Even though we cannot realistically adapt our lifestyles back to hunting and gathering for our daily food intake, there are sensible lessons to be learned from those populations calm down the debates on which diet is optimal for our health and longevity.
Granted, they do not live longer than we do but do seem to avoid some of the ravages of chronic diseases we experience even often in midlife. We ultimately spend a lot of our later years debilitated and sick from the diseases of civilization, i.e. longer lifespans, less healthy years.
One interesting point in the article was about the association between variety in the diet and what is called “sensory specific satiety.” I never thought of it that way. Anyway, it seems to make some sense which is what we need when it comes to our current diets and are trying to find reasons for our current obesity epidemic.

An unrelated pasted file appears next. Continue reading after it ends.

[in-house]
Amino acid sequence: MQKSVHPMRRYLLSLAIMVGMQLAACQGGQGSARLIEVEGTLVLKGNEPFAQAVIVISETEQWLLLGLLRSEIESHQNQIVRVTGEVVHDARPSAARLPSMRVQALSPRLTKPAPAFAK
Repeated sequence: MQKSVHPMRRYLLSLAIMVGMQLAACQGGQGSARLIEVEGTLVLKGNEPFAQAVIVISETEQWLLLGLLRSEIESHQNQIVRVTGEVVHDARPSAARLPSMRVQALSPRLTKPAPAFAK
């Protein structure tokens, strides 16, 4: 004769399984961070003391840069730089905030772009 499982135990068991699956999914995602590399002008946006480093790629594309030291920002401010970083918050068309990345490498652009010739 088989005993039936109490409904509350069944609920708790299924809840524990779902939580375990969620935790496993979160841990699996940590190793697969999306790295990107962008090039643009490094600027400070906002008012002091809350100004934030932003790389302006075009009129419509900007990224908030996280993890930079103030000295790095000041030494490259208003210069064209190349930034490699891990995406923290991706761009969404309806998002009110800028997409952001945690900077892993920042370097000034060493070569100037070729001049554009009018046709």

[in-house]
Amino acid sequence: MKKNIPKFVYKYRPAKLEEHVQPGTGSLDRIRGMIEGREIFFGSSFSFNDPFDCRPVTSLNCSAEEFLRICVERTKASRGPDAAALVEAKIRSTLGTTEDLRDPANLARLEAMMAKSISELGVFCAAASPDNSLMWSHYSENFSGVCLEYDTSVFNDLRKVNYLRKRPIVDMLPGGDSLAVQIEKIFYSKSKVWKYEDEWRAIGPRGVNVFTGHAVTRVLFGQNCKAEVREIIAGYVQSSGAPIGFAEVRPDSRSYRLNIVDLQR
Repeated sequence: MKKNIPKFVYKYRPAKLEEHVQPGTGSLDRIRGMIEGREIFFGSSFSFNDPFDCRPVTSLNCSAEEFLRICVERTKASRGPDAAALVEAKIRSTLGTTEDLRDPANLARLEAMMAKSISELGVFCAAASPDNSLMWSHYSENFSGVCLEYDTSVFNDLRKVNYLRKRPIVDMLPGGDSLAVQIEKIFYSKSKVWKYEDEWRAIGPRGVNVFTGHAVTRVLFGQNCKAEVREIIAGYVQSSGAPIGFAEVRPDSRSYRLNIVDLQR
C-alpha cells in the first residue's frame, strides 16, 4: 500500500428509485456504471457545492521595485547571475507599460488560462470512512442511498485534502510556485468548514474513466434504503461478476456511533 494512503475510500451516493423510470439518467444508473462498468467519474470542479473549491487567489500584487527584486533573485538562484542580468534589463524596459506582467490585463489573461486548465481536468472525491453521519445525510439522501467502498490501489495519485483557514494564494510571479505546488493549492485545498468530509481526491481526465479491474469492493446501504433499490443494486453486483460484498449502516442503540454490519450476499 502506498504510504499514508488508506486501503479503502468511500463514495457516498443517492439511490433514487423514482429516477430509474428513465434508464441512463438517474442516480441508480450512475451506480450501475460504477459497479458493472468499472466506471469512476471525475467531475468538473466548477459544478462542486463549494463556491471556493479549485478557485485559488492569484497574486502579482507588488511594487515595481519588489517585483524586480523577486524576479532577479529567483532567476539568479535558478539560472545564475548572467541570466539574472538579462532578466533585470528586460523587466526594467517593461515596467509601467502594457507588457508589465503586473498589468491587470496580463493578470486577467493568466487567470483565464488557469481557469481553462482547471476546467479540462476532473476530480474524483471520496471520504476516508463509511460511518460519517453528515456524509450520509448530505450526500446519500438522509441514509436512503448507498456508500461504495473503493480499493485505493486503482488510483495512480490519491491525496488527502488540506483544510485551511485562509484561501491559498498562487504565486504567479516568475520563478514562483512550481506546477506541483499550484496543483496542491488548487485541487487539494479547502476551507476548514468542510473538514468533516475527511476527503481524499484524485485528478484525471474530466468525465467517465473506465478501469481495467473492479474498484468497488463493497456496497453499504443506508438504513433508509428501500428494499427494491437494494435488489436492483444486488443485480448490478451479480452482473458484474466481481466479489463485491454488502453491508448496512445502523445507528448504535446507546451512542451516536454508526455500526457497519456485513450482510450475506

I found a great description of our current food supply: “foods that are engineered to be irresistible even when we are not hungry.” And we find these foods at almost every street corner during our daily activities (hunting or gathering). One may wonder if the food industry is involved with this phenomenon – probably so? We can still hunt or gather healthy whole foods in our supermarkets, but are often lured off track into the la-la land of processed foods loaded with irresistible sugar, salt and fat.